There's been a trend in the last decade or so of trainers becoming bigger celebrities than the boxers they coach.
Emanuel Steward has a higher profile than just about any active fighter not named De La Hoya or Mayweather, and Freddie Roach has become such an in-demand trainer that he's the only man guiding more than one fighter in the Yahoo! Sports top 10.
The cigar-chomping Buddy McGirt is a magnet for boxing writers, while ESPN boxing analyst Teddy Atlas repeatedly is mentioned as one of the sport's elite coaches despite rarely training a fighter these days.
And Floyd Mayweather Sr., of course, bills himself as the world's greatest trainer.
But the top trainers from 2007 hold a decidedly lower profile than those illustrious men, as Enzo Calzaghe, Jack Loew and Evangelista Cotto wouldn't be recognized in a crowded room by most boxing fans.
None of them overshadows his fighter. But all three were instrumental in the success that their men had in 2007.
"At the end of the day, it's the fighter who's getting in there and fighting and he's the one who should get the credit," said Jack Loew, the Youngstown, Ohio-based trainer who guided Kelly Pavlik to the middleweight title. "But they can't do it themselves. They need someone to look out for them."
And in 2007, no one looked out for their men better than Calzaghe, Loew and Cotto. Calzaghe trains his son, Joe, the WBA-WBC-WBO super middleweight champion, who is No. 3 on the Yahoo! Sports list of the world's greatest fighters.
But Enzo Calzaghe's list of fighters extends far beyond his son. He also guides the career of WBA super lightweight champion Gavin Rees and WBO cruiserweight champion Enzo Maccarinelli.
Loew trained Pavlik from the first day he pulled on a pair of gloves in a cramped gym on Youngstown's south side. Cotto, meanwhile, always has been the man in the corner of his nephew, unbeaten WBA welterweight champion Miguel Cotto.
Collectively, boxers Calzaghe, Pavlik and Miguel Cotto are 107-0 with 86 knockouts, which says a lot about them but just as much about their trainers.
Enzo Calzaghe is a one-time soccer star who demands fitness from his athletes and, at 58, is still more fit than many professional fighters. His teachings are a derivative of things he's learned from watching Muhammad Ali, Sugar Ray Leonard and Marvin Hagler.
His son is able to fight coming forward or going back, the way Ali could do so masterfully. He's quick and can fire hard, accurate punches blazingly fast, the way Leonard did during his Hall of Fame career. And he fights out of the southpaw stance like Hagler, the legendary former middleweight champion.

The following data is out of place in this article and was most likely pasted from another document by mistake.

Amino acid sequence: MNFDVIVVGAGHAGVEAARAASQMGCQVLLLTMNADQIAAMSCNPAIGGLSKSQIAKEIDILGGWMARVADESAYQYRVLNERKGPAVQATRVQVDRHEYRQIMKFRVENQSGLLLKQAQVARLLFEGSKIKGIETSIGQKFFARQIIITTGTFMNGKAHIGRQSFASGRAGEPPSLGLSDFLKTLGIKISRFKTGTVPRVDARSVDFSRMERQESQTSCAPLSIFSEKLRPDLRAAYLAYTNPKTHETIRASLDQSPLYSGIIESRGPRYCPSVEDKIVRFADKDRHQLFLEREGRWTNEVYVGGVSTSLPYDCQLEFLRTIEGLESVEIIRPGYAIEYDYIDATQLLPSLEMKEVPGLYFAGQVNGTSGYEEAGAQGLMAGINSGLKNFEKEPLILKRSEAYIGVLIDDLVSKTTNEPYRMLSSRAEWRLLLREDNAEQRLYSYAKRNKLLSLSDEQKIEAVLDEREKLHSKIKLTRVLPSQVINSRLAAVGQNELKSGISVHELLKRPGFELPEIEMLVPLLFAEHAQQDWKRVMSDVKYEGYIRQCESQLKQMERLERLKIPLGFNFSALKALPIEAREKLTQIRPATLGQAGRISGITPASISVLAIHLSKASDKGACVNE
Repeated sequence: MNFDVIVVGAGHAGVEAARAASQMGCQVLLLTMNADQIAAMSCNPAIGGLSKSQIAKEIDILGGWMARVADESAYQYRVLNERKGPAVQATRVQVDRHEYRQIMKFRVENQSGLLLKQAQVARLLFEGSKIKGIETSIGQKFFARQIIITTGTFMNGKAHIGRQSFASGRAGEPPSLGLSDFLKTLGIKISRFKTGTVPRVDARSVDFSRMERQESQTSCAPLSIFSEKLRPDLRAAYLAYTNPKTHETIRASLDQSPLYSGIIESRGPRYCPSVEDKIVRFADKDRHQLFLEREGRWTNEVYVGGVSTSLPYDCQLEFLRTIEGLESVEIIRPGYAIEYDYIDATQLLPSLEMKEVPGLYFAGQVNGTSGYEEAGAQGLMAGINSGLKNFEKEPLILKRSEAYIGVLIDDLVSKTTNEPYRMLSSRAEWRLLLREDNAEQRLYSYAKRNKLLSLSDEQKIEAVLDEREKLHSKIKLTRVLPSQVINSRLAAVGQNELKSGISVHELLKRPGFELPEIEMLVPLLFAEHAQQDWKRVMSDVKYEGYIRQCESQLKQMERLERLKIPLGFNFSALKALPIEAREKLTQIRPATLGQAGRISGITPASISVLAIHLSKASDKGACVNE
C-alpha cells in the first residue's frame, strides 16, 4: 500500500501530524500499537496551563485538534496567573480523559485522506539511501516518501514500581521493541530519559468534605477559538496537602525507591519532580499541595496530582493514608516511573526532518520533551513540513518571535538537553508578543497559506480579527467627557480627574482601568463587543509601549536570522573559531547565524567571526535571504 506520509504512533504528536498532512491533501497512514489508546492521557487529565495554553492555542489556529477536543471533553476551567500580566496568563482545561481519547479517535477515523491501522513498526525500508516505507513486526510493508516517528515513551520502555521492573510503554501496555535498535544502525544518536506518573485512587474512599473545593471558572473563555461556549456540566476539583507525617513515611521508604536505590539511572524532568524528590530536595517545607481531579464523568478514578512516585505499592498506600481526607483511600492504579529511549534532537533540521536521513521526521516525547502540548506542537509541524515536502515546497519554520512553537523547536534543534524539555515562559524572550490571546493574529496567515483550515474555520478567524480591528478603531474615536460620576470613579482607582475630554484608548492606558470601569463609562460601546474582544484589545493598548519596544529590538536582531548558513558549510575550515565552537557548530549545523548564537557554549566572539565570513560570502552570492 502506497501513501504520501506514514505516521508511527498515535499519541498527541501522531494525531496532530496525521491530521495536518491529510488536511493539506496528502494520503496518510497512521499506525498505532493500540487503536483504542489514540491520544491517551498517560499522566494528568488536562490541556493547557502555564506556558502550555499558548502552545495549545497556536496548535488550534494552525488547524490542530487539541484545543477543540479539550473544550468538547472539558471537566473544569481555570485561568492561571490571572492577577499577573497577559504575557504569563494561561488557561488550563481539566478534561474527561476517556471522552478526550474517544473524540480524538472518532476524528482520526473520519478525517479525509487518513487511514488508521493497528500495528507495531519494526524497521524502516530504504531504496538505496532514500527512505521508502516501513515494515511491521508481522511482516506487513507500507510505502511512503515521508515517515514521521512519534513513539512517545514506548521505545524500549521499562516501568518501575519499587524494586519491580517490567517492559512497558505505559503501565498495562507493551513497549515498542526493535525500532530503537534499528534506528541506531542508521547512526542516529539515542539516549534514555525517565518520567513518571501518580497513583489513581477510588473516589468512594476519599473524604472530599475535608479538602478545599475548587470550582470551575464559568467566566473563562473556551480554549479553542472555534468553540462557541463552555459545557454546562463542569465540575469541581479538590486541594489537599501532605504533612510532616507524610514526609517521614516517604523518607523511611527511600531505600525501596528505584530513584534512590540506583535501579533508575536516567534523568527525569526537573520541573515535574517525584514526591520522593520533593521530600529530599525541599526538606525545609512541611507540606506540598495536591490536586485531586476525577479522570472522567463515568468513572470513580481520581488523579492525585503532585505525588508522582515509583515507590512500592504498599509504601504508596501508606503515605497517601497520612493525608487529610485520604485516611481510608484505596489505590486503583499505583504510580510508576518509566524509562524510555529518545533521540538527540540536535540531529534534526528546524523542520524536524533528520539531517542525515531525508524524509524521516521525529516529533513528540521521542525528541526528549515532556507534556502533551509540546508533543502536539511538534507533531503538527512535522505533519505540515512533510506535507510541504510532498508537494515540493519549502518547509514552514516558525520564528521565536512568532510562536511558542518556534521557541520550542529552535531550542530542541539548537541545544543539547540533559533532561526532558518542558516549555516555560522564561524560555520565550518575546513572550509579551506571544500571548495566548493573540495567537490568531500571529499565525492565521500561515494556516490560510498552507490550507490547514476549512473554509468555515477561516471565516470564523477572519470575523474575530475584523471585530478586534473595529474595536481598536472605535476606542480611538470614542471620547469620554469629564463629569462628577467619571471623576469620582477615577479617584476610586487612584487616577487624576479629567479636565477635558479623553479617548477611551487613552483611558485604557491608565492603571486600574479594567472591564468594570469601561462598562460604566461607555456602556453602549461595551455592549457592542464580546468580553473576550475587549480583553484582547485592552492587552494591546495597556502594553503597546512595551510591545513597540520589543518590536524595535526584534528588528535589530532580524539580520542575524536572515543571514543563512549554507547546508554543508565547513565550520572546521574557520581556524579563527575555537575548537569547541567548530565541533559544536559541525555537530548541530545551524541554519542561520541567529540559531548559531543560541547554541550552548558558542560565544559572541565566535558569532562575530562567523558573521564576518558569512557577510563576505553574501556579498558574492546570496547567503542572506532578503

Enzo Calzaghe, though, isn't in the business of producing clones, and his products all have unique styles.
"When I get a kid when he's 8 or 9 years old, I can give him A to Z my style, which is different than they can get anywhere else in the world," he said. "But if a guy comes to me and he's looking to kind of be polished up and take the final steps, what I'll do with him is not start over, but take what he has and add to it with my philosophy."
Loew had his own philosophy, but few knew what it was because once it became obvious that Pavlik could be a contender, there were many in the game who were urging the fighter to change trainers.
But Pavlik was loyal to Loew and Loew remained dedicated to Pavlik. Their devotion for each other paid off during a year in which Pavlik scored resounding victories over Jose Luis Zertuche, Edison Miranda and Jermain Taylor and went from a guy who couldn't get HBO to think twice about him to a guy who now is must-see TV.
"It's opened a lot of doors for me," Loew said of his success with Pavlik. "A lot of people are talking to me about working with their kids and that never used to happen before."
It's going to happen more for all three men, because their charges not only are successful, but fundamentally sound. And that, in large part, is thanks to the years of TLC they received from their trainers.
But the best of the best in 2007 is Enzo Calzaghe, who separated himself from an elite field not only by leading his son to an impressive unification victory over previously unbeaten Mikkel Kessler, but for bringing Rees up from a six-rounder fighter to a world champion and positioning Maccarinelli as the world's best cruiserweight.
Enzo Calzaghe's work in 2007 was every bit as masterful as his son's. For that, he is the Yahoo! Sports Trainer of the Year for 2007.